But on the other side, the parasitics for the interconnect structures differ a lot (see Figure 3 and Table 2). The smaller interconnects of SiO₂ stacks should results in smaller capacitances because the area for coupling is much smaller. The relative permittivity of SiO₂ is 3.9 and 3-4 for polymers. Hence, assuming identical dielectric thickness the influence on parasitic capacities is comparable.

Then again, the polymer approach offers a higher flexibility with regard to the polymer thicknesses. Polymers can be deposited in fine graded steps with a high thickness (e.g., 10µm dielectric height, Table 2, Polymer 2). These thick layers result in reduced parasitic capacitances compared with SiO₂-based stacks (54% reduction in our examples). Furthermore, the interconnect resistance of polymer based stacks is smaller because of the larger interconnects. The cross section area of interconnect structures on polymer technology is 25 times larger compared with the SiO₂ technology. As a result it can be shown that the RC delay as a first order approximation for the interconnect delay can be better controlled on interposers with polymer stacks. If the polymers are thick enough, the RC delay of polymer stacks is 30-50 times smaller compared to SiO2 stacks (see Table 2).

Table 2: Parameter values of three different interposer technologies based on different technologies options. The Resistance R is related to the interconnect geometry, the capacitance C is related to the dielectric material and the RC-delay is related to both.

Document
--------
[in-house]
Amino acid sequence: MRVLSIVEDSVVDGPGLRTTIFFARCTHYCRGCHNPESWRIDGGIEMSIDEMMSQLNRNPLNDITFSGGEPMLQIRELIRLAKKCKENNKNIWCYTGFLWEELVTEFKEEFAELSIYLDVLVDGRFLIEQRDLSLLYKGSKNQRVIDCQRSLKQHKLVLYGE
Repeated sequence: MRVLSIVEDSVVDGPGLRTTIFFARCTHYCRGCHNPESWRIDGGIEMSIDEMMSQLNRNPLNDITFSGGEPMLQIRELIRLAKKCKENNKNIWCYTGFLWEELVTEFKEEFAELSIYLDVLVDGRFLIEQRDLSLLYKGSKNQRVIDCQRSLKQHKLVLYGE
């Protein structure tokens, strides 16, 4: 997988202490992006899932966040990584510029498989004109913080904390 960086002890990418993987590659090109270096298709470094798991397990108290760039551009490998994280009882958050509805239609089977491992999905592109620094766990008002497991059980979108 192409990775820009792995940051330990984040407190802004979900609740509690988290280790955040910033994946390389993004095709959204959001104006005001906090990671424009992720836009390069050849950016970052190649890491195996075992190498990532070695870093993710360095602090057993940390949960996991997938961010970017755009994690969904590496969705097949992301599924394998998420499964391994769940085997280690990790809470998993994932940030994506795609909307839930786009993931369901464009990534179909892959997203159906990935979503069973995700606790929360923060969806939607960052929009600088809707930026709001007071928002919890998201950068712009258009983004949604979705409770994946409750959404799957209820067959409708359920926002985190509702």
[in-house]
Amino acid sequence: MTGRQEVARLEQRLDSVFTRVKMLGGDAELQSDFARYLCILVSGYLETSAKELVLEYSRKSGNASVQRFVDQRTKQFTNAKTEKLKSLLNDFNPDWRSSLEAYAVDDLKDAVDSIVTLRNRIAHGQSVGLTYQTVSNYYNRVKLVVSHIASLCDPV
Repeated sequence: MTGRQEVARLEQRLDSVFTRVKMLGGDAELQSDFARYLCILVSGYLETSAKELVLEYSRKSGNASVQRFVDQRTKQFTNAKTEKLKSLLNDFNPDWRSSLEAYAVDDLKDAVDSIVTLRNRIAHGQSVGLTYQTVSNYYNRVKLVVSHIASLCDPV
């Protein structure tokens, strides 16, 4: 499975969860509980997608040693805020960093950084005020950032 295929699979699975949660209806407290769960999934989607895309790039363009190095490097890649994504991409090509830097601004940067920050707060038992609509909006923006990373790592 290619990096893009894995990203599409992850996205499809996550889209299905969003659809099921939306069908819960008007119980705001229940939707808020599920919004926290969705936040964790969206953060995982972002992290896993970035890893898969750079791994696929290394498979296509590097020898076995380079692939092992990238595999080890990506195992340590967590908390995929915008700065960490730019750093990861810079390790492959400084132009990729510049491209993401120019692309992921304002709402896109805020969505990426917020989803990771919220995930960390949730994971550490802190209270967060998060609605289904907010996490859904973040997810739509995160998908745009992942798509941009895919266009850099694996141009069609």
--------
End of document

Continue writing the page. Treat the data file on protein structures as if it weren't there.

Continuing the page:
Table 2: Parameter values of three different interposer technologies based on different technologies options. The Resistance R is related to the interconnect geometry, the capacitance C is related to the dielectric material and the RC-delay is related to both.

Figure 4: Routing implications as a consequence of tech-nology decisions. Left: Break out routing on polymer based interposer. Right: Break out routing on SiO2 based interposer.

Figure 4: Routing implications as a consequence of tech-nology decisions. Left: Break out routing on polymer based interposer. Right: Break out routing on SiO2 based interposer.

Implication for the routing
Summarizing the previous facts, the realization of interposer interconnects with a length of up to 2cm becomes a very hard challenge. Compared to chip layouts, we do not have the possibility to place buffers to drive long wires. The technological considerations also imply impacts on the physical design of the interposer. Figure 4 illustrates the impact of the technology decision (i.e., polymer-based vs. SiO2-based interposer) on the conditions for interconnect routing.

The increased width and spacing of interconnect structures on polymer-based interposers require a minimum of 3 metal layers for the break out routing of pads with a 40µm pitch (Figure 4, left). In comparison, for SiO₂-stacks only 1 metal layer is needed in the same example (Figure 4, right). This assertion is true for signal nets only. Power/Ground interconnects aren’t manufactured with the smallest possible line/space because the resulting resistance would be too high. Such high resistances imply problems with static and dynamic voltage drops and also with electromigration. In realistic scenarios at least 2 metal layers are required even for SiO₂ stacks. ~ A. Heinig